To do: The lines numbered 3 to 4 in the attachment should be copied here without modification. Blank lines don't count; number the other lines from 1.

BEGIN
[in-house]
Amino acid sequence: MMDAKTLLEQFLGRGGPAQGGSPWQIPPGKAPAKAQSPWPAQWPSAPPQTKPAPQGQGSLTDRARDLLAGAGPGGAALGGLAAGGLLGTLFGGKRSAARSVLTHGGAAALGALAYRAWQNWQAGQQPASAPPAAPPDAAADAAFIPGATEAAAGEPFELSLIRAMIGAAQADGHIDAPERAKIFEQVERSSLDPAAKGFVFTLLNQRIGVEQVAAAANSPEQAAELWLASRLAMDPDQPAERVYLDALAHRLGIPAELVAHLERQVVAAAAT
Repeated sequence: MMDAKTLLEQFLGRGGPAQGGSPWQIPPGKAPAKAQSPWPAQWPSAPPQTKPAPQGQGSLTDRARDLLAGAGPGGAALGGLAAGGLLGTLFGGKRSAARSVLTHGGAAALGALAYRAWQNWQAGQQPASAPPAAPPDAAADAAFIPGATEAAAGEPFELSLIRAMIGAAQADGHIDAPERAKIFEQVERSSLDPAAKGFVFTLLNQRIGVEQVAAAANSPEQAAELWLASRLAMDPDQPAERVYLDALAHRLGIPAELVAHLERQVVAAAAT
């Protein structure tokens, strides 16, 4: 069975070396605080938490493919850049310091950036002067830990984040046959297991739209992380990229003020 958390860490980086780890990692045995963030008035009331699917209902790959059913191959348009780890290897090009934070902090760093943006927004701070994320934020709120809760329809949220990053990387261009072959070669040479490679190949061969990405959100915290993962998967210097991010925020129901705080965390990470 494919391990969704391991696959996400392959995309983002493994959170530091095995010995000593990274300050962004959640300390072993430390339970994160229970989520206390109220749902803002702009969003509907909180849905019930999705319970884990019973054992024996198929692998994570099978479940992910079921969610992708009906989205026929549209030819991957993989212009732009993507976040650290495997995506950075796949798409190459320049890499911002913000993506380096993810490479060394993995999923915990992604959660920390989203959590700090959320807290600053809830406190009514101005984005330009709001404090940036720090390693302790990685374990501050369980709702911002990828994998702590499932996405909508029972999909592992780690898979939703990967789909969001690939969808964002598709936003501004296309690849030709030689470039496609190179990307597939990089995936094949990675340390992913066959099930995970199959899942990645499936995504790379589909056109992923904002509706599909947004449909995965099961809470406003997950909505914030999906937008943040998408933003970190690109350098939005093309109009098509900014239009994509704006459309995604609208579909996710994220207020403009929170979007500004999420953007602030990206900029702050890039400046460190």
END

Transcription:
Repeated sequence: MMDAKTLLEQFLGRGGPAQGGSPWQIPPGKAPAKAQSPWPAQWPSAPPQTKPAPQGQGSLTDRARDLLAGAGPGGAALGGLAAGGLLGTLFGGKRSAARSVLTHGGAAALGALAYRAWQNWQAGQQPASAPPAAPPDAAADAAFIPGATEAAAGEPFELSLIRAMIGAAQADGHIDAPERAKIFEQVERSSLDPAAKGFVFTLLNQRIGVEQVAAAANSPEQAAELWLASRLAMDPDQPAERVYLDALAHRLGIPAELVAHLERQVVAAAAT
């Protein structure tokens, strides 16, 4: 069975070396605080938490493919850049310091950036002067830990984040046959297991739209992380990229003020 958390860490980086780890990692045995963030008035009331699917209902790959059913191959348009780890290897090009934070902090760093943006927004701070994320934020709120809760329809949220990053990387261009072959070669040479490679190949061969990405959100915290993962998967210097991010925020129901705080965390990470 494919391990969704391991696959996400392959995309983002493994959170530091095995010995000593990274300050962004959640300390072993430390339970994160229970989520206390109220749902803002702009969003509907909180849905019930999705319970884990019973054992024996198929692998994570099978479940992910079921969610992708009906989205026929549209030819991957993989212009732009993507976040650290495997995506950075796949798409190459320049890499911002913000993506380096993810490479060394993995999923915990992604959660920390989203959590700090959320807290600053809830406190009514101005984005330009709001404090940036720090390693302790990685374990501050369980709702911002990828994998702590499932996405909508029972999909592992780690898979939703990967789909969001690939969808964002598709936003501004296309690849030709030689470039496609190179990307597939990089995936094949990675340390992913066959099930995970199959899942990645499936995504790379589909056109992923904002509706599909947004449909995965099961809470406003997950909505914030999906937008943040998408933003970190690109350098939005093309109009098509900014239009994509704006459309995604609208579909996710994220207020403009929170979007500004999420953007602030990206900029702050890039400046460190």